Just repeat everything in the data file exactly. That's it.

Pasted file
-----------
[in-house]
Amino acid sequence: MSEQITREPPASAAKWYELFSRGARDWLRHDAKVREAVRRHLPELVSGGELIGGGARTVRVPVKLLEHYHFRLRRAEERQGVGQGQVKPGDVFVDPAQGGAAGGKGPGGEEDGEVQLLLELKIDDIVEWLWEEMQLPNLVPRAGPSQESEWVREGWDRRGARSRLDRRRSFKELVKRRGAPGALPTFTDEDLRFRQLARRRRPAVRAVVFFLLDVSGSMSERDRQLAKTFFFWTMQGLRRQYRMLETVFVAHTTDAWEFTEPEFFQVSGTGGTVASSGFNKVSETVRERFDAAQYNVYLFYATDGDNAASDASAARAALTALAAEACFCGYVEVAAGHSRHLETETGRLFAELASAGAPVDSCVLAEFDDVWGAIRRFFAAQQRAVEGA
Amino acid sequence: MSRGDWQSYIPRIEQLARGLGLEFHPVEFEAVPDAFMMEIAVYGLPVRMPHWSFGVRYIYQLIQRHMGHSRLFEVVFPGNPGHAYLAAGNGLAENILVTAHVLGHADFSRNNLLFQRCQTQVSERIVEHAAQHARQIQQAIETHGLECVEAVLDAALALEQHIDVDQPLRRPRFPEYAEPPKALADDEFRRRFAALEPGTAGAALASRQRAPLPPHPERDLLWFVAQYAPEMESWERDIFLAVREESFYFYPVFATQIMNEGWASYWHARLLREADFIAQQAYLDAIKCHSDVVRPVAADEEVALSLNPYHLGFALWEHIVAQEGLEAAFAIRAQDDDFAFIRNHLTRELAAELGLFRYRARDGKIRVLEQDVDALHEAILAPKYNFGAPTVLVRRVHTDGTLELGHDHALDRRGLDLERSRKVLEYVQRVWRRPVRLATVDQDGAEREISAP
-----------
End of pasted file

[in-house]
Amino acid sequence: MSEQITREPPASAAKWYELFSRGARDWLRHDAKVREAVRRHLPELVSGGELIGGGARTVRVPVKLLEHYHFRLRRAEERQGVGQGQVKPGDVFVDPAQGGAAGGKGPGGEEDGEVQLLLELKIDDIVEWLWEEMQLPNLVPRAGPSQESEWVREGWDRRGARSRLDRRRSFKELVKRRGAPGALPTFTDEDLRFRQLARRRRPAVRAVVFFLLDVSGSMSERDRQLAKTFFFWTMQGLRRQYRMLETVFVAHTTDAWEFTEPEFFQVSGTGGTVASSGFNKVSETVRERFDAAQYNVYLFYATDGDNAASDASAARAALTALAAEACFCGYVEVAAGHSRHLETETGRLFAELASAGAPVDSCVLAEFDDVWGAIRRFFAAQQRAVEGA
Amino acid sequence: MSRGDWQSYIPRIEQLARGLGLEFHPVEFEAVPDAFMMEIAVYGLPVRMPHWSFGVRYIYQLIQRHMGHSRLFEVVFPGNPGHAYLAAGNGLAENILVTAHVLGHADFSRNNLLFQRCQTQVSERIVEHAAQHARQIQQAIETHGLECVEAVLDAALALEQHIDVDQPLRRPRFPEYAEPPKALADDEFRRRFAALEPGTAGAALASRQRAPLPPHPERDLLWFVAQYAPEMESWERDIFLAVREESFYFYPVFATQIMNEGWASYWHARLLREADFIAQQAYLDAIKCHSDVVRPVAADEEVALSLNPYHLGFALWEHIVAQEGLEAAFAIRAQDDDFAFIRNHLTRELAAELGLFRYRARDGKIRVLEQDVDALHEAILAPKYNFGAPTVLVRRVHTDGTLELGHDHALDRRGLDLERSRKVLEYVQRVWRRPVRLATVDQDGAEREISAP